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Photos courtesy of Sam Zucker.
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Photos courtesy of Sam Zucker.
If you live in Barcelona and have never been to Toulouse, do yourself a favour and add this nearby French neighbour to the top of your weekend travel list for 2016. My first experience with the ‘Capital of Cassoulet’ was this winter, and I fell instantly in love with the food-loving culture of this lively city in the Midi-Pyrénées region.
Though Toulouse is only a four-hour drive north of Barcelona, I now have a far easier local alternative when I’m yearning to fulfill my cravings for rich foie gras with rustic jams, stinky cheeses, and crusty French bread—Maison Puyvalin. This little shop, selling all things French and only items of pristine quality, quietly opened its doors on Carrer de Trafalgar in May 2015.
Vincent Thouvenin, who runs Maison Puyvalin along with his girlfriend, Marion Puyobro, hails from Toulouse, where he earned a master’s degree in Wine before moving to Barcelona three years ago. Thouvenin’s goal was to bring the incredible products of a typical French village to the Barcelona table, and though you can easily find French goods throughout the city, nowhere else in town (or the world, for that matter) will you find this particular selection of artisanal products. “We are importing from many producers who have never before sold outside of their local village markets,” Thouvenin explained with excitement. “We don’t stock any products that you would find in the ‘typical’ supermarket in France.”
I adore the foie gras, cassoulet (a traditional bean, pork, and duck casserole from the French Pyrenees similar to an Asturian fabada), powerful Rhône Valley Syrah, and elegant Alsacian Riesling, but my true guilty pleasure from across the border has always been le fromage. Thouvenin buys only Protected Designation of Origin cheeses (similar to the Spanish Denominación de Origen), mainly from purveyors in Paris. The pungent offering in his prominent display case changes frequently and nearly all regions of France are represented, from the Rhône-Alps with its oozy, raw cow’s milk cheese Saint-Marcellin (my favourite), to the ash-laden, Burgundian Morbier and the rich, luscious, and creamy Camembert of Normandy. Depending on the day, you may have your pick of up to 30 cheeses, ranging greatly in style and waiting eagerly to be spread on the fresh, crusty baguettes that Thouvenin bakes daily in-house (he buys uncooked bread and croissant dough from artisan bakers in Perpignan). Along with the cheese, multiple saucissons (dry-cured sausages) are typically on display, imported from the famous charcuterie region of L’Aubrac.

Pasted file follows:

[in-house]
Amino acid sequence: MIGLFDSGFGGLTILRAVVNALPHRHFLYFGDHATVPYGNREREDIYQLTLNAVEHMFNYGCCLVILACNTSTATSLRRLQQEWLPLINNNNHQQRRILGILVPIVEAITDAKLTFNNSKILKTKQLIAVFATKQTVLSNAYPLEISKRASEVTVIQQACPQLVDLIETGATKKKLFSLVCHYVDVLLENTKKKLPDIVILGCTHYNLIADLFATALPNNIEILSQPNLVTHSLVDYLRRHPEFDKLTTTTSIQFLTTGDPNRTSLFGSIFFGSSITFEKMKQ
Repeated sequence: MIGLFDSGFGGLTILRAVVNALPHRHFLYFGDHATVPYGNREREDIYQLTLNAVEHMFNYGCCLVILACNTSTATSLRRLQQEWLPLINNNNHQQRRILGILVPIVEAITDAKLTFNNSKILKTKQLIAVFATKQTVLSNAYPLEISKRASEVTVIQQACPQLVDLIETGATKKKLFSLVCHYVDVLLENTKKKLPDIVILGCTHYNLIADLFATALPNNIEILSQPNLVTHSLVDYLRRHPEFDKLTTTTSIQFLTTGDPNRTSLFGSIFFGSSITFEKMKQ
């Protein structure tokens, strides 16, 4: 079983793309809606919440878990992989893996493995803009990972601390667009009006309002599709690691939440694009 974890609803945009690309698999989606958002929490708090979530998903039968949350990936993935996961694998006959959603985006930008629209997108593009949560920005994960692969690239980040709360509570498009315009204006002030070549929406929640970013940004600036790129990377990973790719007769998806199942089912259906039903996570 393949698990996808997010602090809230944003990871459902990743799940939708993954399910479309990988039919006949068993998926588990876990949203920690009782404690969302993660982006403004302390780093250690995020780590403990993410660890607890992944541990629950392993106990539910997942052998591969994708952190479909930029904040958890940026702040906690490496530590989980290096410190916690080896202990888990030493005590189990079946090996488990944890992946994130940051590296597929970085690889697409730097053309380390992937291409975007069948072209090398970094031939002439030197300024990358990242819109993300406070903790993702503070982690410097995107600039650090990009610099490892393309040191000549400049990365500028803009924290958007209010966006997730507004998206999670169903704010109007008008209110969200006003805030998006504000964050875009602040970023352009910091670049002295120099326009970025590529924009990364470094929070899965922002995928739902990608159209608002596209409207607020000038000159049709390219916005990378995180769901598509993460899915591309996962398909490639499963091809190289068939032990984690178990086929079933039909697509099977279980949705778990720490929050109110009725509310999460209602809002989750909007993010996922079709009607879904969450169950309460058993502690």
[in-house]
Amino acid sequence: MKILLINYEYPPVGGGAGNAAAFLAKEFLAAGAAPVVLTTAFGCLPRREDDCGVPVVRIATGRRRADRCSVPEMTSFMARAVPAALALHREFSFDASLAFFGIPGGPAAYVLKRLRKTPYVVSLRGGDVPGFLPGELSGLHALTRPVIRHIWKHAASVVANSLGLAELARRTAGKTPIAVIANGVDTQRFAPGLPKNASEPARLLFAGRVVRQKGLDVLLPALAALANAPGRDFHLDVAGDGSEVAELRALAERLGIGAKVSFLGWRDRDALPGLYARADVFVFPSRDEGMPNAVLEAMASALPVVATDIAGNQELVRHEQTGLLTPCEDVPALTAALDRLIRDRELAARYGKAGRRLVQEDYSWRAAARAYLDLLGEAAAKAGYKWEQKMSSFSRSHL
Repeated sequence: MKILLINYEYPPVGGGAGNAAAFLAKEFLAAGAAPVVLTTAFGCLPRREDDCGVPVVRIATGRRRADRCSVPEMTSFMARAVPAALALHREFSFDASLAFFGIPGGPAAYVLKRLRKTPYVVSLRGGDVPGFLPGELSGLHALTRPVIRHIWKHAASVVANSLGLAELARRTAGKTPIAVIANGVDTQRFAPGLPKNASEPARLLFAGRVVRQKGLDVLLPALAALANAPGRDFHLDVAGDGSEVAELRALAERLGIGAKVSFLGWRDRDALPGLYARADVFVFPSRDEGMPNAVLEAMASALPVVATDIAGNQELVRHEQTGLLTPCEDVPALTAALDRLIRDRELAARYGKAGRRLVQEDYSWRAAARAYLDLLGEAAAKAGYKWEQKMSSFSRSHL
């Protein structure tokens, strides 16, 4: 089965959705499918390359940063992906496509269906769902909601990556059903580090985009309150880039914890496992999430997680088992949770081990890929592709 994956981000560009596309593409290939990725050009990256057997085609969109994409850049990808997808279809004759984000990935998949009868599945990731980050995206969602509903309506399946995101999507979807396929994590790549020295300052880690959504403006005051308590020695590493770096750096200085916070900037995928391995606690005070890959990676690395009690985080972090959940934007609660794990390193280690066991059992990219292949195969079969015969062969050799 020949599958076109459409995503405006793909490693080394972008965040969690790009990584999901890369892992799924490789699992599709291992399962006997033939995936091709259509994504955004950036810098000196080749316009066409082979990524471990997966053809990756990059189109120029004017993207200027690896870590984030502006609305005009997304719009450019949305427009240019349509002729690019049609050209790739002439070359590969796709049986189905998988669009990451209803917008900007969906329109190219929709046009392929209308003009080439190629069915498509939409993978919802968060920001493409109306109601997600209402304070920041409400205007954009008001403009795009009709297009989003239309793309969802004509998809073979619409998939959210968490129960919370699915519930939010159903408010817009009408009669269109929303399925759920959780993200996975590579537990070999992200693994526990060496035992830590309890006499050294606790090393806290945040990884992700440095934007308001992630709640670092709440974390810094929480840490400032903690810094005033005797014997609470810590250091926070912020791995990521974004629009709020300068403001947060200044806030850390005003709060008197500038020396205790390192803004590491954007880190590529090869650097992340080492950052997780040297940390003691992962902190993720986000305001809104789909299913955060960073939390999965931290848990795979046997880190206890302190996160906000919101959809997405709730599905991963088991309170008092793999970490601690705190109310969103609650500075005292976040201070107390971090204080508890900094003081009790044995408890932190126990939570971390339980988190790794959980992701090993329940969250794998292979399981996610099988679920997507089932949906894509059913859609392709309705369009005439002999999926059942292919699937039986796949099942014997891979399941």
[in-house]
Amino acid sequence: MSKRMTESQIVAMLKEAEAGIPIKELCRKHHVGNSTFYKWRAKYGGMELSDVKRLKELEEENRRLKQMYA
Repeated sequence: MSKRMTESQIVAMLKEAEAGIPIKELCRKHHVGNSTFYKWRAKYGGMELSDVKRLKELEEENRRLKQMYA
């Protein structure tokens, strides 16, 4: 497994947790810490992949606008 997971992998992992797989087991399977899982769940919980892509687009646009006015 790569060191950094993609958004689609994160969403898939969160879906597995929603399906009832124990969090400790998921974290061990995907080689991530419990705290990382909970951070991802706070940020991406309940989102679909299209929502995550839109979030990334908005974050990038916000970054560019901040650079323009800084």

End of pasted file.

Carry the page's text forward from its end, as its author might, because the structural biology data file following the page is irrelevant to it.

The cheese and charcuterie case isn’t the only impressive feature of Maison Puyvalin—they also boast wines from every major French region (and cider from Brittany), with bottles ranging from €5 to €160. A huge and dizzying variety of foie gras terrines, pâtés and whole lobes in Sauterne, line the shop walls, along with ready-to-eat cassoulet in large glass jars, Provençal oils, fancy chocolates, myriad fruit preserves, purées, spreads, and more.
Twice a month, Thouvenin and Puyobro organise public tasting events that typically cost around €7 and include a glass of wine of your choice, plus an assortment of French tapas, charcuterie, and cheeses (check their Facebook page or sign up to their newsletter for details). They sell prepared cheese boards in two sizes and will even host private wine and cheese tastings right in the store, upon request. I can’t pass this place without stopping in to buy a cheese or two, and although my refrigerator has now developed a perpetual, goaty stench, I have no regrets.
Maison Puyvalin. Carrer de Trafalgar 23.